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Bill Gates: Trump ‘probably should be allowed’ back on social media

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Microsoft co-founder Bill Gates has said that former President Donald Trump at some point should probably be allowed back onto social media platforms, despite his “corrosive” election fraud claims.

“I think at some point he probably will be allowed back on and probably should be allowed back on,” the billionaire philanthropist told CNBC’s “Squawk Box” in an interview aired Thursday morning.

Major social media platforms either temporarily suspended or permanently banned the former president after a mob violently stormed the U.S. Capitol on January 6, the day Congress was set to certify the states’ electoral votes and thus President Joe Biden‘s 2020 election victory. Trump had used his social media accounts to spread claims that the election was rigged and stolen from him through widespread fraud, claims which the rioters echoed as they stormed the Capitol.

Trump’s “deplatforming” sparked intense outcry from conservatives in particular, arguing that large technology giants were exercising anti-conservative bias and violating the principle of free speech in the process. Even world leaders such as French President Emmanuel Macron and German Chancellor Angela Merkel expressed displeasure with the move.

Gates had been asked by “Squawk Box” co-host Andrew Ross Sorkin about if he would allow the former commander-in-chief back on social media if he were on Facebook’s oversight board.

“It’s weird when you’re, you know, saying that the election was stolen without any facts there. And how corrosive that is,” Gates said.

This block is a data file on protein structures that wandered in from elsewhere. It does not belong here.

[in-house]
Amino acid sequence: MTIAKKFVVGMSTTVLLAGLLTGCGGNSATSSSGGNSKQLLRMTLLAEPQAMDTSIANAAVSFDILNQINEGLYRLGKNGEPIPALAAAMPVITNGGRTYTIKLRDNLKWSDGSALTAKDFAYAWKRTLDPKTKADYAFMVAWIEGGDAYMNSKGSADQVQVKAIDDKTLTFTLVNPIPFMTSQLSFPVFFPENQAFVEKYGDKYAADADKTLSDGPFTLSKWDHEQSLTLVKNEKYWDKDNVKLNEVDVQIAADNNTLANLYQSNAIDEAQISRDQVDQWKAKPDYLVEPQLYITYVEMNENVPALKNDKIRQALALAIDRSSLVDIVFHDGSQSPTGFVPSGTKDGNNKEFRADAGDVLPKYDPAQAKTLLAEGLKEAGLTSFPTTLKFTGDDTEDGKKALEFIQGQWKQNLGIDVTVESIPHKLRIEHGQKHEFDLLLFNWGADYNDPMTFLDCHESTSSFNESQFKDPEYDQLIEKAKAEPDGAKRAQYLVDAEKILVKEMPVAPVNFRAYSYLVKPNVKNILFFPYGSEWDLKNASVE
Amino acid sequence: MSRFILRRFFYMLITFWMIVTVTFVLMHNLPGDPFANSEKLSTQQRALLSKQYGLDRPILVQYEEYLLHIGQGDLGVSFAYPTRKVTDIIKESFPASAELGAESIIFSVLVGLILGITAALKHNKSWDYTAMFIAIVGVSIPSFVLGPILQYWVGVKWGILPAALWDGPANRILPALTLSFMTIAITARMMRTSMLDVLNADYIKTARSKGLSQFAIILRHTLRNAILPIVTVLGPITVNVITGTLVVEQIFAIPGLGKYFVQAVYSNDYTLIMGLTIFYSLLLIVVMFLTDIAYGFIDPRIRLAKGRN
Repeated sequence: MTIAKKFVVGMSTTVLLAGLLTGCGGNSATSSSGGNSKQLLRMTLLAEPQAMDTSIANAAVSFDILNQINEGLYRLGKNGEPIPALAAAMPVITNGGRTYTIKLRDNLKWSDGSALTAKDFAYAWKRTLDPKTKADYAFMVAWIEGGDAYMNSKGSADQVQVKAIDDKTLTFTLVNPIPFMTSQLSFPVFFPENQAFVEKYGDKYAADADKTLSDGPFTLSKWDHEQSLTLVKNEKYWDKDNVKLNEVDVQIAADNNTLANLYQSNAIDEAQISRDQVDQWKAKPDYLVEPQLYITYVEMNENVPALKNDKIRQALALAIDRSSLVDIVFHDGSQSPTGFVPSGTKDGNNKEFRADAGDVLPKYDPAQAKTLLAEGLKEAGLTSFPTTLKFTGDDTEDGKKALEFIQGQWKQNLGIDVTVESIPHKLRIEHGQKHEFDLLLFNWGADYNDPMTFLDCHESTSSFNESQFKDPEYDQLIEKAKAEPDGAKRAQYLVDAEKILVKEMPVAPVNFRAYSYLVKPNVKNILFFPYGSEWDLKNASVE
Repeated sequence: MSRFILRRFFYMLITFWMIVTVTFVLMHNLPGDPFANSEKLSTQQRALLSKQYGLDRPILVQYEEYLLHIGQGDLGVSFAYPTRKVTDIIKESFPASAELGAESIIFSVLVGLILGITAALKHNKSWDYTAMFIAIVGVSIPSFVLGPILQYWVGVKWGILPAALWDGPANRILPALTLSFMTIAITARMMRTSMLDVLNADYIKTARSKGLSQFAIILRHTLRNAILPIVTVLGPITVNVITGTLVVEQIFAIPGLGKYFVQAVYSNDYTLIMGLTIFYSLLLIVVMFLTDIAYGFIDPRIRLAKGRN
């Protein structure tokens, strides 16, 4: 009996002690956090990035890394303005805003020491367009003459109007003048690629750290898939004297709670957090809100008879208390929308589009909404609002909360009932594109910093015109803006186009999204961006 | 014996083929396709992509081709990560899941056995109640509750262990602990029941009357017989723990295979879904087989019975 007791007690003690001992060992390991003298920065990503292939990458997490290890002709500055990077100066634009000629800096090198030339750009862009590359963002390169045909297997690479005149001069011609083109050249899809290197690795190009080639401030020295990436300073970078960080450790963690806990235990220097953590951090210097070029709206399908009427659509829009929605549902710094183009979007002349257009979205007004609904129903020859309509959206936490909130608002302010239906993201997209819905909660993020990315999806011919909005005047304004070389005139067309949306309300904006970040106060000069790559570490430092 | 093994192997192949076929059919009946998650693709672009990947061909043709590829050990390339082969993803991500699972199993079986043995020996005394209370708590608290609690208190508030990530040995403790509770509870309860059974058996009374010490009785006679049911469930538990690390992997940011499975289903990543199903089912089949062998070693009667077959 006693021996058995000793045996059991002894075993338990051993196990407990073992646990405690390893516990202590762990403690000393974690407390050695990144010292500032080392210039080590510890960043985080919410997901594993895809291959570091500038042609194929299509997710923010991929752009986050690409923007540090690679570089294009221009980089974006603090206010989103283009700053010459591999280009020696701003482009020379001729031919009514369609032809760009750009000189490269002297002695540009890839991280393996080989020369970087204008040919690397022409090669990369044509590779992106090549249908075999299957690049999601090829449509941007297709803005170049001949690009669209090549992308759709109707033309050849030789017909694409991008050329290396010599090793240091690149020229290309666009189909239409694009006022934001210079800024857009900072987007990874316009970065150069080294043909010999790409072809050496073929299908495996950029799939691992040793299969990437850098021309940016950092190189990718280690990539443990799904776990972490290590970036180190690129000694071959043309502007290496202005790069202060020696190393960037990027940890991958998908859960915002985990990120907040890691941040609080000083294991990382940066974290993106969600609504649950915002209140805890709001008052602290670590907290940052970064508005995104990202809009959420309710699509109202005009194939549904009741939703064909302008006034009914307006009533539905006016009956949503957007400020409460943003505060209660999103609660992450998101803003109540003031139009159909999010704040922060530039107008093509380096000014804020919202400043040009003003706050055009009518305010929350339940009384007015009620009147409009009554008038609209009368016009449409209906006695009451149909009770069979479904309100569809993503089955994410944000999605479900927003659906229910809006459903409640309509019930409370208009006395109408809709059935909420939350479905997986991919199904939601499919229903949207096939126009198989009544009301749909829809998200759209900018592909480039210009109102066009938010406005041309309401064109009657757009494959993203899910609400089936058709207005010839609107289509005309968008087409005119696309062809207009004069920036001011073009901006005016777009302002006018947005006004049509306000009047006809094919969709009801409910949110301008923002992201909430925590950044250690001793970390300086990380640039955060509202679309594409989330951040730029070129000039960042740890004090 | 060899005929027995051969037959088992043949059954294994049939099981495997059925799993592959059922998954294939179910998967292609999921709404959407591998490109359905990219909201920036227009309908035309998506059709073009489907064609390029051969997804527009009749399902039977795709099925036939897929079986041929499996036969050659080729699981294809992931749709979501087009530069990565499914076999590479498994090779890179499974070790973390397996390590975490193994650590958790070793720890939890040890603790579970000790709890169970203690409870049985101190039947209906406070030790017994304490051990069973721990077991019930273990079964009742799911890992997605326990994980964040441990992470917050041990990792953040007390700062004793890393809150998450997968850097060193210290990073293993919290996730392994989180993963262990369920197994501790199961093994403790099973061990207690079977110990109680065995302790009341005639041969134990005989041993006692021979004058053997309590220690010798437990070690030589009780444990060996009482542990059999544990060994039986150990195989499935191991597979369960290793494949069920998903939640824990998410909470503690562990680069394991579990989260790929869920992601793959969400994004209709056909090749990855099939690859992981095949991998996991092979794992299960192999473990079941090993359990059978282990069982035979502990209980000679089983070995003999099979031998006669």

“But I’ll bet they’ll find a way to let him back on,” he continued, noting that Trump’s future posts could be given warning labels—as they had been in the months leading up to, and after, the November 3 general election.

“You know, in a way, his people’s interest in what he says may go down quite a bit,” Gates added. “That’ll be interesting to watch.”

Prior to being banned from Twitter, Trump had enjoyed the benefits given to him under the website’s world leader policy, which exempts world leaders from punishments for behavior on the platform violating its policies.

Despite Trump leaving a possible 2024 presidential run on the table, and with that the possibility of becoming a world leader again, Twitter’s chief financial officer has said Trump’s account will remained banned permanently.

RELATED: Poll: Majority of GOP voters still favor Trump for 2024

On February 10, CFO Ned Segal said in a CNBC interview that the former president “was removed when he was president, and there’d be no difference for anybody who [was] a public official once they’ve been removed from the service.”

“Our policies are designed to make sure that people are not inciting violence,” Segal also said, “and if anybody does that, we would have to remove them from the service and our policies don’t allow people to come back.”

At the time of his ban from the platform, Twitter said that Trump’s tweets posed “the risk of further incitement of violence.”

Moreover, Democrats—and a number of Republicans—have accused Trump of “inciting an insurrection” in part through his claims spread on social media leading up to the riot. Ultimately on Saturday, Trump was acquitted by the U.S. Senate after being impeached by the House of Representatives for that single charge.

You can follow Douglas Braff on Twitter @Douglas_P_Braff.

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Cuomo says he’ll ‘fully cooperate’ with NY AG’s review of sexual harassment claims

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New York Gov. Andrew Cuomo (D) said Wednesday that he will “fully cooperate” with the state attorney general’s independent review into sexual harassment allegations made against the currently scandal-ridden governor, saying, “I fully support a woman’s right to come forward.”

Last Wednesday, Lindsey Boylan, who served in his administration for over three years, accused Cuomo of suggesting to her on a 2017 flight that they play strip poker, inappropriate touching, and kissing her on the lips without her consent.

RELATED: ‘Let’s play strip poker’: Fmr. Cuomo aide accuses NY governor of sexual harassment